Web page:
This week’s column is brought to you by the letters ‘K’ and ‘G.’ K for Holy sweet glazed deliciousness! They are building a Krispy Kreme donut shop right down the street from my house! G for my new best friend, Gym as I have a feeling I will be paling around with him about 6 times a week now that they are building said Krispy Kreme….
So, I decided to take a break from the usual drive in movie theater history article today and write about one of those other interesting theaters I keep alluding to. I found the 1891 Fredonia Opera House.
The Fredonia Opera House and Village Hall was planned and put together by architect Enoch Curtis in April 1891. Because he was so well-known in the area, he was able to put his “Queen Anne Eclectic” style which he added much more to in the theater. He put bits and pieces of different styles from all over the world. Over time, most things had to be refurbished but they are still there. Gas lighting was changed to electric. They switched the original folding wooden chairs to bigger Heywood-Wakefield seats. New projection booth, new motion picture equipment, and new stairs to the balcony were all added. Unfortunately,because of long periods of neglect, the Opera House was in such a state of disrepair and deterioration that it had to be closed in 1981.
By 1983, the plan came down to demolish the building and raised such a ruckus that the Fredonia Preservation Society was formed to lobby for the building’s restoration. By 1985, Village Trustees decided to float a bond to restore its administrative portions and was fully supported by public referendum. The Society was committed to raising funds to renovate the Opera House. They received funding by a locally-conducted capital construction campaign, an Environmental Quality Bond Act grant through New York State Office of Parks, Recreation, and Historic Preservation, several smaller state grants, help from the Gebbie Foundation, and from the Village. Numerous significant amounts of volunteer contributions of labor and material were donated. Almost $90,000 was raised and now another century of multi purpose community cultural entertainment can be found at the Fredonia Opera House.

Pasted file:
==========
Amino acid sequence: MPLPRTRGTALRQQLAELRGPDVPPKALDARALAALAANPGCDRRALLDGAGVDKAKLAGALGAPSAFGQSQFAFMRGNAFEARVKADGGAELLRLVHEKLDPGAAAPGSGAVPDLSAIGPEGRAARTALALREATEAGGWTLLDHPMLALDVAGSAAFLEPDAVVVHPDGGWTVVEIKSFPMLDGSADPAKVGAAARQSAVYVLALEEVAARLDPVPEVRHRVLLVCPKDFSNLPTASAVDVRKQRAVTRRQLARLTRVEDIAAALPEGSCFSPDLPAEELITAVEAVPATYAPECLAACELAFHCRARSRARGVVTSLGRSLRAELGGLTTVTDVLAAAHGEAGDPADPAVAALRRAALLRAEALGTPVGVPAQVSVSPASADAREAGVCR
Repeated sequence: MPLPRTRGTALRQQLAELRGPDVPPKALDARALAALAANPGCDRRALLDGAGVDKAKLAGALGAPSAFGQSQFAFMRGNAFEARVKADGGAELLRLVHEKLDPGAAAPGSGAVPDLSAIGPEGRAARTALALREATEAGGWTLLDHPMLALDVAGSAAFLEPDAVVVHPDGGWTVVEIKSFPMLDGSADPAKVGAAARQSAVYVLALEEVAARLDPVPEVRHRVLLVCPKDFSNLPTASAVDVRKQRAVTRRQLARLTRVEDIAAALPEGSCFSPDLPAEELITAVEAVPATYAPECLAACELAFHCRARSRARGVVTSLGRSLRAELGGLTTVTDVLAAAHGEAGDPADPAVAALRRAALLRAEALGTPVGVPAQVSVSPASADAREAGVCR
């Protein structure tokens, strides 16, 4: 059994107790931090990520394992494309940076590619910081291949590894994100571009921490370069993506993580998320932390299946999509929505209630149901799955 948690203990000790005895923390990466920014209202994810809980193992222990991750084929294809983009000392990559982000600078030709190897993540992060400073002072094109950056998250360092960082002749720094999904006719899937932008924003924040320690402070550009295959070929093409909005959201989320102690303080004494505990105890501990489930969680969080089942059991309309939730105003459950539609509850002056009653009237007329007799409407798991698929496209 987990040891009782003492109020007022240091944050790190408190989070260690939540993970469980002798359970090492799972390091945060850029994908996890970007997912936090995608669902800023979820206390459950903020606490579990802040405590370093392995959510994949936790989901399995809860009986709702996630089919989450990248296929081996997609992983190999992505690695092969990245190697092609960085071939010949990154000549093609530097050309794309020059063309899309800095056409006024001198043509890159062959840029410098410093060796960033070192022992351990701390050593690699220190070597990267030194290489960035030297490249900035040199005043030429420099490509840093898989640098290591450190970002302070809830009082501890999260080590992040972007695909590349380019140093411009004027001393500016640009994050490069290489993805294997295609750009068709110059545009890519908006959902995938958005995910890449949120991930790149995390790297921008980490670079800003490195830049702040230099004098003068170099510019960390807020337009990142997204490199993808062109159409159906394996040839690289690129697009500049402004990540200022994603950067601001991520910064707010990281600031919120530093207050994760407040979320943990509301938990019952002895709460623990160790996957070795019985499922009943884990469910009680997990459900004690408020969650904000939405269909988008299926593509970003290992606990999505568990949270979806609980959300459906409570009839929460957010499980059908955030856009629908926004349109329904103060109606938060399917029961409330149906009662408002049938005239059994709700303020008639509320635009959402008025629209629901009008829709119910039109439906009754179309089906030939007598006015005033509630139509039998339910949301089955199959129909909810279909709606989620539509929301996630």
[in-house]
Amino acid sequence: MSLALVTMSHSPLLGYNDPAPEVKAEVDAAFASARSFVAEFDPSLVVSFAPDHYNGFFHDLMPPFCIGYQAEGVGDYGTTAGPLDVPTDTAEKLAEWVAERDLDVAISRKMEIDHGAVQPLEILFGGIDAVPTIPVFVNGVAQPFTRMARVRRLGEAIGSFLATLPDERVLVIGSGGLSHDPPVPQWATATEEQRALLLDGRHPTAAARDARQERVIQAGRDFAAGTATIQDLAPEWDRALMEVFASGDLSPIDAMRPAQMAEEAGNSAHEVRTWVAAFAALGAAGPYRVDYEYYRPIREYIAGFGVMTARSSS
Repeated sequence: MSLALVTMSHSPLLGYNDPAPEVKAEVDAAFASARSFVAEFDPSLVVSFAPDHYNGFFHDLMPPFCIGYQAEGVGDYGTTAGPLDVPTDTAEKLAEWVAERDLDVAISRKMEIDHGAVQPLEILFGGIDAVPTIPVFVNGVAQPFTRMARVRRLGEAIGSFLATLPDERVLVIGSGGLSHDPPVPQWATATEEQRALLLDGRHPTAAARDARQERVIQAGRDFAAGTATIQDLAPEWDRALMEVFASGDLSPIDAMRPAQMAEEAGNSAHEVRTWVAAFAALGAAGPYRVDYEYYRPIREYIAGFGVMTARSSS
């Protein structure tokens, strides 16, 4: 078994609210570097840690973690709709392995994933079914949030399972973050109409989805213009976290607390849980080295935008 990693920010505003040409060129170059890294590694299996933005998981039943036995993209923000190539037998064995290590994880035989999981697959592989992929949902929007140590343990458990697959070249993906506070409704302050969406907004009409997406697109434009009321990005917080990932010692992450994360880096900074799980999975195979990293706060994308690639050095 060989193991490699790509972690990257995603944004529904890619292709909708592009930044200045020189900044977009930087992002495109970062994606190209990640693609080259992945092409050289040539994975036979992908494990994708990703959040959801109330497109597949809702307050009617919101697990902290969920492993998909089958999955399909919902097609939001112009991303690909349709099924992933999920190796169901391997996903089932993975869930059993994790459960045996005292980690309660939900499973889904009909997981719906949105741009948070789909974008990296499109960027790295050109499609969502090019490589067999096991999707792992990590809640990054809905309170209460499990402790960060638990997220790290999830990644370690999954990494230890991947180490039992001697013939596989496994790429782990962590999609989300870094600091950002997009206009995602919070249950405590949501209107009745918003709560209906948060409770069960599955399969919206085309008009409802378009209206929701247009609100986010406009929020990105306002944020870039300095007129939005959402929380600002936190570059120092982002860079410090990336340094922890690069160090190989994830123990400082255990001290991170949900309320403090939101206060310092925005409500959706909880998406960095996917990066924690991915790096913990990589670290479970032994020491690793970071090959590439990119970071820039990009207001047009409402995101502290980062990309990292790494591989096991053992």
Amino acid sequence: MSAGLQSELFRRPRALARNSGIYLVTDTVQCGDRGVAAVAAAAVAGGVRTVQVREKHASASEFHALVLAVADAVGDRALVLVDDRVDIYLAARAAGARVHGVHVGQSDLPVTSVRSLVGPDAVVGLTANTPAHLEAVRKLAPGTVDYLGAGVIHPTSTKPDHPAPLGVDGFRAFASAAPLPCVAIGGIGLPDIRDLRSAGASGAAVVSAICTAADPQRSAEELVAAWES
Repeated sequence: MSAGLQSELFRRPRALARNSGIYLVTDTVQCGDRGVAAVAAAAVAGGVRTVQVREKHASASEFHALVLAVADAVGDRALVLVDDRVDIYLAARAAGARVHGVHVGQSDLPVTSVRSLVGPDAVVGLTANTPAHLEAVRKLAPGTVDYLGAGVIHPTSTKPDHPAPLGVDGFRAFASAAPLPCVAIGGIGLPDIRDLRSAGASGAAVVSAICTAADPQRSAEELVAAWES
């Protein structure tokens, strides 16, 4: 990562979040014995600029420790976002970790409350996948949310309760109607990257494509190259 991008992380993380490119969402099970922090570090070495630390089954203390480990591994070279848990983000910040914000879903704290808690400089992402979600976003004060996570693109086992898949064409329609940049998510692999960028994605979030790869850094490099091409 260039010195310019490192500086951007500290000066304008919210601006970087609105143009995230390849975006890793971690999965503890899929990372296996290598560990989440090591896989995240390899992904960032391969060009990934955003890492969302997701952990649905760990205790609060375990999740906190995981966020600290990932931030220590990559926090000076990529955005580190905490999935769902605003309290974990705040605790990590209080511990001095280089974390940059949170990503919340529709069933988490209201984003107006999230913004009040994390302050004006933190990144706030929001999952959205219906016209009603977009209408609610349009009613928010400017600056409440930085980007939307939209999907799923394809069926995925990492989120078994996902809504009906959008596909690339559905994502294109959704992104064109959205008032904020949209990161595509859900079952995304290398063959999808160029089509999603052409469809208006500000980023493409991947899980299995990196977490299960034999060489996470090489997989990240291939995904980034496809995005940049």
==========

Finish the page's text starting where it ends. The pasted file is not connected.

Since the opening of the Opera House in 1891, a dream for the Village officials was realized. It was a dream shared by many 19th century towns and communities who felt isolated could now see performing arts and other events that were once available only in major cities. Since the beginning of Fredonia’s Opera House over one hundred years of life it has been the home of all kinds of entertainment. From Hamlet, political oratory, talent shows, to family movie night, you can find it all at Fredonia Opera House!
For more articles about drive in theaters, click here! If you would like to highlight an interesting movie theater in YOUR town, please feel free to follow me on Twitter, or be my awesome pal on Facebook and tell me all about it!!